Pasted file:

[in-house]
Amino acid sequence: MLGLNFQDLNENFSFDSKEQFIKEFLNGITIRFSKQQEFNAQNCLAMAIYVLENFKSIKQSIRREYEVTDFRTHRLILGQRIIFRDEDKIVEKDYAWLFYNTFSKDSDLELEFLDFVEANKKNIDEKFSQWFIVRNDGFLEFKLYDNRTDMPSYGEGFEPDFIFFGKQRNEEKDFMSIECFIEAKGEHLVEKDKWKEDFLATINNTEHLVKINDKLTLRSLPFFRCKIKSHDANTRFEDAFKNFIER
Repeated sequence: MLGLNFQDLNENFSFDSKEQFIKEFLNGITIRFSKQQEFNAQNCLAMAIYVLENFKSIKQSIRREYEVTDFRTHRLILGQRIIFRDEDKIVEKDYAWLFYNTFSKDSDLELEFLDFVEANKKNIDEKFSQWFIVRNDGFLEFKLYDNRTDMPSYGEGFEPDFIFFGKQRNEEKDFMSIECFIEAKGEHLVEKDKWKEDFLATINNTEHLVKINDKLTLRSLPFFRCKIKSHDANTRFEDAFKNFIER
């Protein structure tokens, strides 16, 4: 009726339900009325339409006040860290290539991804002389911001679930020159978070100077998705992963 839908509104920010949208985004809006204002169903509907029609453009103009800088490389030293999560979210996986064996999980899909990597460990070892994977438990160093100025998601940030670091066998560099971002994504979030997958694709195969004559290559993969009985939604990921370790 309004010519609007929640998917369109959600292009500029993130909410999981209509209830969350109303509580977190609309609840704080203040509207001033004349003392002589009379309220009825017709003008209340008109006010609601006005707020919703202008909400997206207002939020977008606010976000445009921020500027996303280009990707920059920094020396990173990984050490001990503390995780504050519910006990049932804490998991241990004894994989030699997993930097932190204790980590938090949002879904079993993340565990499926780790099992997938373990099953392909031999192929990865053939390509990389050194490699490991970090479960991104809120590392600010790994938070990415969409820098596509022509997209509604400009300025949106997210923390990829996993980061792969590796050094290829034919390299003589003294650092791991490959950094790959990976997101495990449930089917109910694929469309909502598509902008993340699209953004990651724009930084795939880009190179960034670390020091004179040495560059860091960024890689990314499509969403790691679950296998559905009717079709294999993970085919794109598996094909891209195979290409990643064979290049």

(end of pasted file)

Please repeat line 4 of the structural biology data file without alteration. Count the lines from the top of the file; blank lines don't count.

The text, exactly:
């Protein structure tokens, strides 16, 4: 009726339900009325339409006040860290290539991804002389911001679930020159978070100077998705992963 839908509104920010949208985004809006204002169903509907029609453009103009800088490389030293999560979210996986064996999980899909990597460990070892994977438990160093100025998601940030670091066998560099971002994504979030997958694709195969004559290559993969009985939604990921370790 309004010519609007929640998917369109959600292009500029993130909410999981209509209830969350109303509580977190609309609840704080203040509207001033004349003392002589009379309220009825017709003008209340008109006010609601006005707020919703202008909400997206207002939020977008606010976000445009921020500027996303280009990707920059920094020396990173990984050490001990503390995780504050519910006990049932804490998991241990004894994989030699997993930097932190204790980590938090949002879904079993993340565990499926780790099992997938373990099953392909031999192929990865053939390509990389050194490699490991970090479960991104809120590392600010790994938070990415969409820098596509022509997209509604400009300025949106997210923390990829996993980061792969590796050094290829034919390299003589003294650092791991490959950094790959990976997101495990449930089917109910694929469309909502598509902008993340699209953004990651724009930084795939880009190179960034670390020091004179040495560059860091960024890689990314499509969403790691679950296998559905009717079709294999993970085919794109598996094909891209195979290409990643064979290049």